O.O. Sy, M.C. van Beurden, B.L. Michielsen, J.A.H.M. Vaessen, A.G. Tijhuis, “Secondorder statistics of fully stochastic electromagnetic interactions II: Field to thin wire
coupling”. Radioscience. 2009. (submitted, under review)
O.O. Sy, M.C. van Beurden, B.L. Michielsen, J.A.H.M. Vaessen, A.G. Tijhuis, “Higherorder stochastic analysis of EMC problems with thin wires: maximum-entropy versus
discrete inverse-Fourier transformation”. 2009. (in preparation)
O.O. Sy, M.C. van Beurden, B.L. Michielsen, A.G. Tijhuis, “Semi-intrusive stochastic
method for uncertainty quantification in EMC problems”. 2009. (in preparation).
Book chapter
O.O. Sy, M.C. van Beurden, B.L. Michielsen, J.A.H.M. Vaessen, A.G. Tijhuis,
“Probablistic characterization of resonant electromagnetic interactions with thin-wires:
variance and kurtosis analysis”. In Mathematics for industry: Scientific Computing in
Electrical Engineering 2008, Springer (accepted for publication in 2009).
248
List of publications
International conferences
O.O. Sy, M.C. van Beurden, B.L. Michielsen, A.G. Tijhuis, “Semi-intrusive quantification
of uncertainties in fully stochastic electromagnetic interactions: analysis of a spectral
formulation.” International Conference on Electromagnetics in Advanced Applications
(ICEAA 09), September 2009 (Torino, Italy).
O.O. Sy, M.C. van Beurden, B.L. Michielsen, “Analysis of stochastic resonances in electromagnetic couplings to transmission lines.” International Zürich Symposium on Electromagnetic Compatibility (EMC Zürich 09), January 2009 (Zürich, Switzerland), pp 33–36.
O.O. Sy, J.A.H.M. Vaessen, M.C. van Beurden, B.L. Michielsen, A.G. Tijhuis, A.P.M.
Zwamborn, J. de Groot, “Experimental validation of the stochastic model of a randomly
fluctuating transmission line”. European Microwave Conference (EuMC 08), October
2008, (Amsterdam, The Netherlands), pp. 833–836.
O.O. Sy, J.A.H.M. Vaessen, M.C. van Beurden, B.L. Michielsen, A.G. Tijhuis, “Probablistic
characterization of resonant electromagnetic interactions with thin-wires: variance and
kurtosis analysis”. Scientific Computing in Electrical Engineering (SCEE 08), September
2008, (Espoo, Finland), pp. 41-42.
O.O. Sy, M.C. van Beurden, B.L. Michielsen, A.G. Tijhuis, “Probabilistic study of fully
stochastic electromagnetic interactions: coupling between a stochastic PEC plate and a
stochastic incident plane wave”. 29th URSI General Assembly (URSI GA 08), August
2008, (Chicago, USA).
O.O. Sy, J.A.H.M. Vaessen, M.C. van Beurden, B.L. Michielsen, A.G. Tijhuis, “Probabilistic
approach of electromagnetic interaction problems using quadrature rules”. Progress in
Electromagnetic Research Symposium (PIERS 08), July 2008, (Cambridge, USA), p. 624.
O.O. Sy, J.A.H.M. Vaessen, M.C. van Beurden, B.L. Michielsen, A.G. Tijhuis,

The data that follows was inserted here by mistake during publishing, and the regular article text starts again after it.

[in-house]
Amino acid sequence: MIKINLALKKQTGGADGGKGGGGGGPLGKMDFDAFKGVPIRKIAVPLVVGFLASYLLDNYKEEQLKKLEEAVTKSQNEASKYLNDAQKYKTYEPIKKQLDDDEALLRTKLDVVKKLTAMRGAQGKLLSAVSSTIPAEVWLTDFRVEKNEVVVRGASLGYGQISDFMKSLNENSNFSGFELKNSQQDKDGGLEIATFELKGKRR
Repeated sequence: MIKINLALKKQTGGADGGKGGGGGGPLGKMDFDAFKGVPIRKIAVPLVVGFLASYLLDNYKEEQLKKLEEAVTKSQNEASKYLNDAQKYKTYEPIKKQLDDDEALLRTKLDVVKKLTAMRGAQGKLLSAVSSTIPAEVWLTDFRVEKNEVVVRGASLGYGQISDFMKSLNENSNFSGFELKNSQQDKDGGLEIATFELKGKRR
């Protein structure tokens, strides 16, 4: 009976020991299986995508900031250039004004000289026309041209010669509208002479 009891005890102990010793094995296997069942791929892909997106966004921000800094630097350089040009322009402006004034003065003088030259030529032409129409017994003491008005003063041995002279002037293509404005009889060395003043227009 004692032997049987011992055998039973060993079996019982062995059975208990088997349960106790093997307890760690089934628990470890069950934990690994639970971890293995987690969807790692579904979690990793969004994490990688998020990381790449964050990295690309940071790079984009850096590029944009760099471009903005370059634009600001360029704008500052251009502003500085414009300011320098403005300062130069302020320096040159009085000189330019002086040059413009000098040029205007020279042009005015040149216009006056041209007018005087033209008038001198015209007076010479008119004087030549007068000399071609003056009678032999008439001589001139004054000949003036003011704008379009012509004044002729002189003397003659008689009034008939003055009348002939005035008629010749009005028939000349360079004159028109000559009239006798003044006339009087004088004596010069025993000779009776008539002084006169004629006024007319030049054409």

“Probabilistic study of the coupling between deterministic electromagnetic fields and a
stochastic thin-wire over a PEC plane”. International Conference on Electromagnetics
in Advanced Applications (ICEAA 07), September 2007 (Torino, Italy), pp. 637–640.
J.A.H.M. Vaessen, O.O. Sy, M.C. van Beurden, B.L. Michielsen, A.G. Tijhuis,
“Comparison of computational methods for interaction between electromagnetic fields and
stochastic systems”. URSI EMTS Commission B, July 2007 (Ottawa, Canada).
List of publications
249
O.O. Sy, J.A.H.M. Vaessen, B.L. Michielsen, M.C. van Beurden, A.G. Tijhuis, “Modeling
the interaction of stochastic systems with electromagnetic fields”. IEEE Antennas and
Propagation Society International Symposium (IEEE APS 06), July 2006 (Albuquerque,
USA), vol. 2, pp. 931–934.
International workshops
M.C. van Beurden, O.O. Sy, J.A.H.M. Vaessen, B.L. Michielsen, A.G. Tijhuis, “Computing
and interpreting statistical moments in electromagnetic analysis”. IET & NPL Seminar
on Statistical electromagnetic Methods for Analysing Complex Systems and Structures,
March 2009 (Teddington, UK).
O.O. Sy, M.C. van Beurden, B.L. Michielsen, A.G. Tijhuis, Uncertainty quantification in
EMC models: a probabilistic approach. URSI BeNeLux forum, May 2008 (Brussels, Belgium), pp. 29-31.
O.O. Sy, J.A.H.M. Vaessen, M.C. van Beurden, B.L. Michielsen, A.G. Tijhuis,
“Probabilistic study of the coupling between a deterministic field and stochastic system:
application to a thin wire over a PEC ground plane”. EMC Europe Workshop, June 2007
(Paris, France), pp. 21–25.
J.A.H.M. Vaessen, O.O. Sy, M.C. van Beurden, B.L. Michielsen, A.G. Tijhuis, “MonteCarlo method applied to a stochastically varying wire above a PEC ground plane”.
EMC Europe Workshop, June 2007 (Paris, France), pp. 1–5.
Other publication
O.O Sy, Gobin, V. Adaptation d’une méthode intégrale aux calculs de diffractions en très
basses fréquences. Master thesis, Office National d’Études et de Recherches Aérospatiales
(ONERA), July 2003 (Toulouse, France).
Curriculum vitae
Ousmane Sy was born in Paris on March 22nd, 1980. He graduated from high school in
1998, after having attended the Lycée Guebre Mariam in Ethiopia and the Collège SainteBarbe in Paris. From September 1998 to June 2000, he studied maths and physics via
the Classes Préparatoires aux Grandes Écoles of the Lycée Chaptal, in Paris. Between
September 2000 and June 2003, he studied aerospace engineering at the École Nationale
de l’Aviation Civile (ENAC), in Toulouse, France. He graduated with an ingenieur-ENAC
diploma and a PEGASUS certificate in June 2003. In July 2003, he obtained a M.Sc. in
Microwaves and Optical Telecommunications (cum laude) from Paul Sabatier university
in Toulouse. His MSc. thesis was carried out at ONERA (French Aerospace Research
center) under the supervision of Dr. Vincent Gobin. It dealt with the extension of an